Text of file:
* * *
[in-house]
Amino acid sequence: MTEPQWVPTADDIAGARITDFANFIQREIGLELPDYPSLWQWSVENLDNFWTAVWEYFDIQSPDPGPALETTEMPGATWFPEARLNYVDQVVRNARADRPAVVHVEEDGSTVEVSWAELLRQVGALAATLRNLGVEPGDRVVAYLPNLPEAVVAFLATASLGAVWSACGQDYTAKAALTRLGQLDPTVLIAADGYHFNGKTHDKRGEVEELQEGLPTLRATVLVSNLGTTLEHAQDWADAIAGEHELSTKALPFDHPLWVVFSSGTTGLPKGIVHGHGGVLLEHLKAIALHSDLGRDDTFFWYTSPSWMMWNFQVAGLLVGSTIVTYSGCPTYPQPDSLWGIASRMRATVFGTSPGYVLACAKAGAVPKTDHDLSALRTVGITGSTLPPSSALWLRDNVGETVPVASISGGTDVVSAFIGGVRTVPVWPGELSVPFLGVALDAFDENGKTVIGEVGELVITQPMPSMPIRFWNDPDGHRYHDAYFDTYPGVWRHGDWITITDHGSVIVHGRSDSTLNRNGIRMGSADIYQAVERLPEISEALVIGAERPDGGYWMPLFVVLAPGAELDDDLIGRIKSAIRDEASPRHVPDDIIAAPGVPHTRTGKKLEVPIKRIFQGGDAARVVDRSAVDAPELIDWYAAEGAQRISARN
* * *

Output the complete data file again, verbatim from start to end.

[in-house]
Amino acid sequence: MTEPQWVPTADDIAGARITDFANFIQREIGLELPDYPSLWQWSVENLDNFWTAVWEYFDIQSPDPGPALETTEMPGATWFPEARLNYVDQVVRNARADRPAVVHVEEDGSTVEVSWAELLRQVGALAATLRNLGVEPGDRVVAYLPNLPEAVVAFLATASLGAVWSACGQDYTAKAALTRLGQLDPTVLIAADGYHFNGKTHDKRGEVEELQEGLPTLRATVLVSNLGTTLEHAQDWADAIAGEHELSTKALPFDHPLWVVFSSGTTGLPKGIVHGHGGVLLEHLKAIALHSDLGRDDTFFWYTSPSWMMWNFQVAGLLVGSTIVTYSGCPTYPQPDSLWGIASRMRATVFGTSPGYVLACAKAGAVPKTDHDLSALRTVGITGSTLPPSSALWLRDNVGETVPVASISGGTDVVSAFIGGVRTVPVWPGELSVPFLGVALDAFDENGKTVIGEVGELVITQPMPSMPIRFWNDPDGHRYHDAYFDTYPGVWRHGDWITITDHGSVIVHGRSDSTLNRNGIRMGSADIYQAVERLPEISEALVIGAERPDGGYWMPLFVVLAPGAELDDDLIGRIKSAIRDEASPRHVPDDIIAAPGVPHTRTGKKLEVPIKRIFQGGDAARVVDRSAVDAPELIDWYAAEGAQRISARN